Articles Posted in Construction Law

by
Lumber Specialties was hired as a subcontractor on a construction project to provide the truss package and certain engineering services. Dinsdale Construction was hired to supply the labor and building materials on the project. During a visit to the site, an employee of Lumber Specialties supplied false information to the builder regarding the structural integrity of the building. The visit was done was a courtesy to the builder and for the general goodwill of the business. The structure subsequently collapsed due to inadequate temporary bracing of the trusses. Dinsdale had not followed the industry standard temporary bracing plan. Dinsdale Construction brought suit against Lumber Specialties, alleging breach of contract and negligent misrepresentation. The jury returned a verdict for Dinsdale Construction on the negligent misrepresentation claim. The court of appeals affirmed. The Supreme Court vacated the decision of the court of appeals and reversed the district court judgment, holding (1) a defendant who is not acting in its information-giving capacity does not have a duty of care under the negligent misrepresentation tort; and (2) Lumber Specialties’ employee’s statements were excluded from the imposition of duty under the tort. View "Dinsdale Construction, LLC v. Lumber Specialties, Ltd." on Justia Law

by
Plaintiff, a contractor-developer, bought a residential lot from a realtor in order to build townhomes for sale. Plaintiff filed a complaint against the original developers whose contractor had performed purportedly substandard soil work, alleging that the lot had improperly compacted backfill which required significant additional work to get it ready for construction. Plaintiff sued under the theory of breach of the implied warranty of workmanlike construction. The district court granted summary judgment for Defendants, concluding that the implied warranty did not apply to the sale of a lot without a dwelling. The court of appeals affirmed. The Supreme Court affirmed, holding that the implied warranty of workmanlike construction does not apply to a for-profit developer’s purchase of a lot with no dwelling, regardless of the work performed by the seller to make the lot buildable. View "Rosauer Corp. v. Sapp Dev., LLC" on Justia Law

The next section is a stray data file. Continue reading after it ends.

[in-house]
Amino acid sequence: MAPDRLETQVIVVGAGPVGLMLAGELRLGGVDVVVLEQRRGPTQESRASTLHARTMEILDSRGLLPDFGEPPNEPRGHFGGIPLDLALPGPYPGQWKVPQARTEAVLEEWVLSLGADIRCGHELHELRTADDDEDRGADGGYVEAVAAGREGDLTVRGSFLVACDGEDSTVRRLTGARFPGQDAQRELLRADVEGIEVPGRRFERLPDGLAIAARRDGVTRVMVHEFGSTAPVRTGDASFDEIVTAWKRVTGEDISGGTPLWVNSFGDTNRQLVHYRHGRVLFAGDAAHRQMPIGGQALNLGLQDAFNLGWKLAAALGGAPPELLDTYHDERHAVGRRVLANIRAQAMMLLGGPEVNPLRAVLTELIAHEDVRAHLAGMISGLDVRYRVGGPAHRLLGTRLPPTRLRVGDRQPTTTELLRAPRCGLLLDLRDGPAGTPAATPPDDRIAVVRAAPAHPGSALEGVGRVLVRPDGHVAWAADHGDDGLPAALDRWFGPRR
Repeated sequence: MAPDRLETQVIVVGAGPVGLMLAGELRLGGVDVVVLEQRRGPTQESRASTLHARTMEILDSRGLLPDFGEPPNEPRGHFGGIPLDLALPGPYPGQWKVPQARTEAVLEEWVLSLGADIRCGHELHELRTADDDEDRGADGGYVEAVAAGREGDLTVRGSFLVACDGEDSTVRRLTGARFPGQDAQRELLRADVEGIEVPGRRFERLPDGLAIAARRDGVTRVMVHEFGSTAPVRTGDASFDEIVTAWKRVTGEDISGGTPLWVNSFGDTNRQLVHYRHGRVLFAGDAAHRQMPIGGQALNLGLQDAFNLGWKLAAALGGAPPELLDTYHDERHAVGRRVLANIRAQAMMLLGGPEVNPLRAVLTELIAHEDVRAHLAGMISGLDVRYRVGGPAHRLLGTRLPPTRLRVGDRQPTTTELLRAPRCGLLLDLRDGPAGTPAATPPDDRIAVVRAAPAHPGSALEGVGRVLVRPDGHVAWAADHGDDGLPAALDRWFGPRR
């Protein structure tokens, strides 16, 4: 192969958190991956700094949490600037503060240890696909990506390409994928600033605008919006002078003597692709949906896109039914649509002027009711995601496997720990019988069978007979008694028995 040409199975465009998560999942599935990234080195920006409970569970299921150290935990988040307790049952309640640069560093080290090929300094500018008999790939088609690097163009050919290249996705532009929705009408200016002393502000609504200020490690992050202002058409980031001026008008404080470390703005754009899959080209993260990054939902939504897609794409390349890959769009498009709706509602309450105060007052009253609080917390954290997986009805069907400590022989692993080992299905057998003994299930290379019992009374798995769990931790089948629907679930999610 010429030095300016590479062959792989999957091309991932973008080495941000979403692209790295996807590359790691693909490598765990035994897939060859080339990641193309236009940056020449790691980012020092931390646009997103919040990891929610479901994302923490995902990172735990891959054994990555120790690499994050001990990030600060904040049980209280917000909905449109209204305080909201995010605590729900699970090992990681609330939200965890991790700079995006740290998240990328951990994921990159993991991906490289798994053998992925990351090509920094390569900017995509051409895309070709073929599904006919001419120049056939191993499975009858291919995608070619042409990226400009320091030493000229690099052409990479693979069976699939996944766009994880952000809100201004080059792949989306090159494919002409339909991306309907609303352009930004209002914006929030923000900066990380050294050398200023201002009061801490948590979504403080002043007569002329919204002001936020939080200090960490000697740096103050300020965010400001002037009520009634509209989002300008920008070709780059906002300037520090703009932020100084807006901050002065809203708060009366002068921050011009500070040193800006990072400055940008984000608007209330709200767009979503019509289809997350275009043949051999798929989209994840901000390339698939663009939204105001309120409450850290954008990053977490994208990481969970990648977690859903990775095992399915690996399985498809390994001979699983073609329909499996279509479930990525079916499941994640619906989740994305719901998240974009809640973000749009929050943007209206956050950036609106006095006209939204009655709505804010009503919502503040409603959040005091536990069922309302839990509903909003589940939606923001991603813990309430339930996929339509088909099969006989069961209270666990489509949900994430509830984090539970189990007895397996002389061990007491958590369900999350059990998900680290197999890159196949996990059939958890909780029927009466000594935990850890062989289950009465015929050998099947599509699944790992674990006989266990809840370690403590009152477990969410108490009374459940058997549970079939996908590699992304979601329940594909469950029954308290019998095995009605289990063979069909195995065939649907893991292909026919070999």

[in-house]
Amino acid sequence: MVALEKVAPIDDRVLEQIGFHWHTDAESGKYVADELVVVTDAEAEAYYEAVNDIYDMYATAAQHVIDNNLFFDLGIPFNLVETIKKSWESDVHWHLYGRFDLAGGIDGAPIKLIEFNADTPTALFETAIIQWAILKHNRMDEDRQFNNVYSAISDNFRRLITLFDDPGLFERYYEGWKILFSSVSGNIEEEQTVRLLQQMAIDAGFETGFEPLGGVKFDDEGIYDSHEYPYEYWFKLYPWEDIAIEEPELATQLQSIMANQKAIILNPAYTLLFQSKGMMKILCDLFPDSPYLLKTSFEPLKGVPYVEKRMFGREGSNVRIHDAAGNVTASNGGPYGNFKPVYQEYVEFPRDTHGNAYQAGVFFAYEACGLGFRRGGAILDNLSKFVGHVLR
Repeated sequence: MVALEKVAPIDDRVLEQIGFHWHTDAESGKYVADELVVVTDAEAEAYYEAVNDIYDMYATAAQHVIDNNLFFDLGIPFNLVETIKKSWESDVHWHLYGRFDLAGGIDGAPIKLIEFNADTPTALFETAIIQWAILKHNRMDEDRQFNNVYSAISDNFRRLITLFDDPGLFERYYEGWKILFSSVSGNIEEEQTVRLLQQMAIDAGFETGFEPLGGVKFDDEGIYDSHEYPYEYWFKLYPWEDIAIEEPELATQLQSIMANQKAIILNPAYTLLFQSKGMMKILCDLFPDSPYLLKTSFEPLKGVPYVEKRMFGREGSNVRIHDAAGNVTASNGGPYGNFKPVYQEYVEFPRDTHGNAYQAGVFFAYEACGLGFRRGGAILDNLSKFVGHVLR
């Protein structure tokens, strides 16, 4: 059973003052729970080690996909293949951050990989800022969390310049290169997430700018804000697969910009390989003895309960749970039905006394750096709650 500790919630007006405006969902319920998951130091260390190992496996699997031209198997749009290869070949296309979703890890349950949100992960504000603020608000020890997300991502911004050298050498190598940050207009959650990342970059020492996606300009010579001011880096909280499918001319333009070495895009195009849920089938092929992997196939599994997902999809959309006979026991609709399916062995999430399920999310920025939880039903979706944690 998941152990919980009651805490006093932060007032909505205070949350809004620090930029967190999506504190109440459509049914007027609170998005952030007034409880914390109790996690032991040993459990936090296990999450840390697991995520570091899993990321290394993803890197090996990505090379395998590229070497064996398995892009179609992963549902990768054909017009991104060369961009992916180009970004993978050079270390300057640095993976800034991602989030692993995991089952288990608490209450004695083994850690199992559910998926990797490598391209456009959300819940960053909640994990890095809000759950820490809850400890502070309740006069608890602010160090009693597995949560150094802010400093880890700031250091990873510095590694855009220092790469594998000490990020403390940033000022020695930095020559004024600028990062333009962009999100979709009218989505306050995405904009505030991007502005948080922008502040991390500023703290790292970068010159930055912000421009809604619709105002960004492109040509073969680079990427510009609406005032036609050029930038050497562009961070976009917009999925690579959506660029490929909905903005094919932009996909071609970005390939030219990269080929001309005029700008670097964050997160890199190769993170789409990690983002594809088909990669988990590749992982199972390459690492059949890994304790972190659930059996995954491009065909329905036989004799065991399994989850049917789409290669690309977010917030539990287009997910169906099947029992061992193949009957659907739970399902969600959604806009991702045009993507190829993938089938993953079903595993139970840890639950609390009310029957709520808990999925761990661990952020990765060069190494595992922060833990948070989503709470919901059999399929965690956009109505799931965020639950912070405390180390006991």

by
After a bank acquired an apartment complex by deed in lieu of foreclosure the bank discovered substantial black mold in the units. The bank sued the builder, alleging, inter alia, that the builder breached the implied warranty of workmanlike construction. The district court granted summary judgment to the builder on the implied warranty claim. The court of appeals affirmed. The Supreme Court affirmed, holding that the bank may not recover under the implied warranty of workmanlike construction, as the implied warranty of workmanlike construction does not extend to a lender acquiring apartment buildings by a deed in lieu of foreclosure. View "Luana Savings Bank v. Pro-Build Holdings, Inc." on Justia Law

by
The Iowa Department of Transportation (IDOT) hired a general contractor, which was a “targeted small business” (TSB), for two public construction contracts. The general contractor subcontracted with three subcontractors, which the general contractor failed to pay in full. The subcontractors sued IDOT and the general contractor. The district court granted IDOT’s motion to dismiss and entered default judgments against the general contractor, ruling that, in absence of a bond, the subcontractors’ remedy against the state was limited to the funds IDOT retained on its contract with the general contractor. The subcontractors appealed, arguing that Iowa Code 573.2, the statute that governs subcontractors’ remedies for unpaid work on public improvements when the state waives the performance bond for a general contractor that is a TSB, allowed broader recovery rights and required IDOT to step into the TSB’s shoes to pay the balances owed them. The Supreme Court reversed, holding that section 573.2 operates as a waiver of sovereign immunity that allows subcontractors to recover from IDOT the unpaid balances TSBs owe for work on public improvements. Remanded. View "Star Equip., Ltd. v. State" on Justia Law